Before we send you into a fit of panic, we’ve put together a nice little guide for what to do, and importantly, what NOT to do if you have a car accident…
- Don’t admit you’re at fault, whatever you do. Even if you believe you’re the driver at fault, leave this to your insurance provider to determine. Having said that, you shouldn’t provide false or misleading information either.
- Don’t drive away in an un-roadworthy car.
- Actually, if you’re feeling frazzled or upset, you probably shouldn’t drive at all. Ring a friend or catch a cab. You’re likely to be in shock or at least have rattled nerves. A nerve-rattled driver isn’t good on the road and the last thing you want is to have a 2nd accident!
- Don’t leave your car in the middle of the road as this can cause further accidents. However in saying that, only move it if it’s actually safe to do so.
- Don’t argue with the other driver. No matter how angry you are, adding emotion and anger will only fuel the fire. It doesn’t matter if it was absolutely unquestionably their fault; the angrier you get the less likely the other driver is to be cooperative.
- It’s against the law to leave the scene of an accident without providing your details to the other driver. If someone does leave in a tiff without providing their details, at least make sure you get their licence plate number and call the police. This is where the police need to get involved and find out the identity of the other driver to help you make an insurance claim.
- Don’t rely on anyone’s family member or friend to fix your car. Chances are you probably don’t know the other driver so you have no idea if the job will be done in a timeframe and to a quality you’re happy with. Always go through your insurance company.
- Know your legal obligations:
- You legally must stop if you’re involved in a motor vehicle accident.
- You must provide your name, address, registration and insurance details to other people involved.
- You must report the accident to the police if someone is hurt, if there is significant property damage, if you suspect the other driver was under the influence of drugs or alcohol, or if the other driver leaves the scene without providing their details. Minor bingles don’t need the police involved.
- Switch off the ignition, turn on the hazard lights and try to move your car out of traffic.
- Call an ambulance straight away if someone is injured. Even if they say they’re okay, whiplash and concussion aren’t always immediately evident and can cause serious problems later on.
- Beware of the towies! Locals can get spotters’ fees if they call a local towing company, so will make the call whether you need to be towed or not. All of a sudden they will be surrounding you like vultures and let me tell you, a tattooed, large-bellied, unshaven towie (sorry for the stereotype) can be pretty intimidating — especially if you’re already a little shaken. Don’t make rash decisions, your insurance provider (or police officer, if one is on site) will be able to refer you to a reputable towing company.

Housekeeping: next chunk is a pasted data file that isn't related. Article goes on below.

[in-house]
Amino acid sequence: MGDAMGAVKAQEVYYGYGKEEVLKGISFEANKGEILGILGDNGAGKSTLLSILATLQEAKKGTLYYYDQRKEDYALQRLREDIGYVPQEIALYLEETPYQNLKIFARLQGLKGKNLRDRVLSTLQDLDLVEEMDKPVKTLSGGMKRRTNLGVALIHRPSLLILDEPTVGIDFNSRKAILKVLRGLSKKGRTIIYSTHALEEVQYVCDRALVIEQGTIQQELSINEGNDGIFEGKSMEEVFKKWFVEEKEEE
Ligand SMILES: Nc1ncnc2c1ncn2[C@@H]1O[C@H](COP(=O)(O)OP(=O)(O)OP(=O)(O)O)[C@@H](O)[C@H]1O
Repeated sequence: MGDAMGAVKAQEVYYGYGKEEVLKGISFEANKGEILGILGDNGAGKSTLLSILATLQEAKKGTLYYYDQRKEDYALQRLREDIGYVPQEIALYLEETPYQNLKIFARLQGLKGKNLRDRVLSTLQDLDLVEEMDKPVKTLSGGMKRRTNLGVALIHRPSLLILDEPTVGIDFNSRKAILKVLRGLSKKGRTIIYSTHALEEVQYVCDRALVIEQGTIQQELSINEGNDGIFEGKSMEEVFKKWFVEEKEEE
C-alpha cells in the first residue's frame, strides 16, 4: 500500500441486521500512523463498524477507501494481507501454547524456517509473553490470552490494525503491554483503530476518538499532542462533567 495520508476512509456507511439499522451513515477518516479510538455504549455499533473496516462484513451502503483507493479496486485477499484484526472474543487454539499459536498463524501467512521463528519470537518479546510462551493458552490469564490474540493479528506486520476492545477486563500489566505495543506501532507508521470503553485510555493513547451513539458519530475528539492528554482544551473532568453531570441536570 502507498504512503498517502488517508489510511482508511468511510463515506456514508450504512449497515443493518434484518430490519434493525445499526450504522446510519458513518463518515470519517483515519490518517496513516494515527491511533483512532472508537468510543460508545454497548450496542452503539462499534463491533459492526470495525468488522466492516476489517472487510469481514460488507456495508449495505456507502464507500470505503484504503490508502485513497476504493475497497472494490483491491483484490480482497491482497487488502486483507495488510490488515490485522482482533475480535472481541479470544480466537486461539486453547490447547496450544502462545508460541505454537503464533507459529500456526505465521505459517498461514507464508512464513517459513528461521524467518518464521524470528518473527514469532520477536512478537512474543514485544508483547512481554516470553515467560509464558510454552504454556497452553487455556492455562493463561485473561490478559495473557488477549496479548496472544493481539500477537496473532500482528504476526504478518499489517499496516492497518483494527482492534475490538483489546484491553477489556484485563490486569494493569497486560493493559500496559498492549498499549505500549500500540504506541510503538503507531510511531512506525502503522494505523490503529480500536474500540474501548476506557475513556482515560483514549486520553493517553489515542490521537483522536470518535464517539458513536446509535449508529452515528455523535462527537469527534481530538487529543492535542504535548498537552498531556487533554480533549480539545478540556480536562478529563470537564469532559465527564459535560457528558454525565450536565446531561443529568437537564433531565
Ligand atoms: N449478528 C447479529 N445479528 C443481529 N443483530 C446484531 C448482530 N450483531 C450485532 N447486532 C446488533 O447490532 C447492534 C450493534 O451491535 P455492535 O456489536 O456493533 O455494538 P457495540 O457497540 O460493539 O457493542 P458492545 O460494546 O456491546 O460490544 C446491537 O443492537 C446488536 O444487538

- Make sure you take the details of the other driver. Cite (or take a photo of) their driver’s licence so you know you’re not getting misleading information. Be sure to at least capture:
- Car registration, make, model and colour.
- Licence details of the other driver including full name, address, DOB and licence number. If the licence was issued in another state, you should note that as well.
- Phone number of the other driver.
- Insurance details of the driver. Most people don’t have their policy number handy (though they should) so at least get the insurer’s name.
- If any witnesses have stopped to see if you need help, ask them if they will be an official witness. Take their name, number and licence details because if there is a dispute, you’ll be glad to have a third party describe the accident.
- Take some pics. Pull out your phone and take a couple of pictures of any damage to the cars, people or other property. If you believe the other driver ran a red light or ignored any other traffic signs, take a picture of that as well. You never know when these things end up in a dispute — it’s easier to get as much information at the scene, as this serves as a memory jogger and may help your insurer process the claim quicker
As much as we try to avoid them; accidents happen. However if you get to know what to do and what not to do, stay as calm (as humanly possible) and seek the help of the police if you need it, you’ll lessen your legal risk and your likelihood of making a costly error.
For more tips and tricks on anything auto related, check out the Blue Toro Blog.